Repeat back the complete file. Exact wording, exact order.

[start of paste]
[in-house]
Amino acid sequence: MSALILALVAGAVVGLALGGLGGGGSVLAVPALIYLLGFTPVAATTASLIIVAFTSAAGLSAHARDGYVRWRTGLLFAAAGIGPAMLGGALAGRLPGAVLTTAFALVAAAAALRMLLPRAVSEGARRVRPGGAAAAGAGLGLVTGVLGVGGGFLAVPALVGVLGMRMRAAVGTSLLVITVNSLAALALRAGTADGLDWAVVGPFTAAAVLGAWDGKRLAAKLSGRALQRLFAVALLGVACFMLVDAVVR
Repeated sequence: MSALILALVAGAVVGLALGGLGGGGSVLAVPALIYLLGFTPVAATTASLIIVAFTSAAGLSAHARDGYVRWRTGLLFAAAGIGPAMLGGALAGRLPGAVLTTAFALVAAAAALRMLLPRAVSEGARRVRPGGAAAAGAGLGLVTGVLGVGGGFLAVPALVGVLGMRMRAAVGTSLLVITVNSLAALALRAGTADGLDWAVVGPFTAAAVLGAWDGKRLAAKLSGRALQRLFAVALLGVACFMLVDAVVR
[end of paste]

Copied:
[in-house]
Amino acid sequence: MSALILALVAGAVVGLALGGLGGGGSVLAVPALIYLLGFTPVAATTASLIIVAFTSAAGLSAHARDGYVRWRTGLLFAAAGIGPAMLGGALAGRLPGAVLTTAFALVAAAAALRMLLPRAVSEGARRVRPGGAAAAGAGLGLVTGVLGVGGGFLAVPALVGVLGMRMRAAVGTSLLVITVNSLAALALRAGTADGLDWAVVGPFTAAAVLGAWDGKRLAAKLSGRALQRLFAVALLGVACFMLVDAVVR
Repeated sequence: MSALILALVAGAVVGLALGGLGGGGSVLAVPALIYLLGFTPVAATTASLIIVAFTSAAGLSAHARDGYVRWRTGLLFAAAGIGPAMLGGALAGRLPGAVLTTAFALVAAAAALRMLLPRAVSEGARRVRPGGAAAAGAGLGLVTGVLGVGGGFLAVPALVGVLGMRMRAAVGTSLLVITVNSLAALALRAGTADGLDWAVVGPFTAAAVLGAWDGKRLAAKLSGRALQRLFAVALLGVACFMLVDAVVR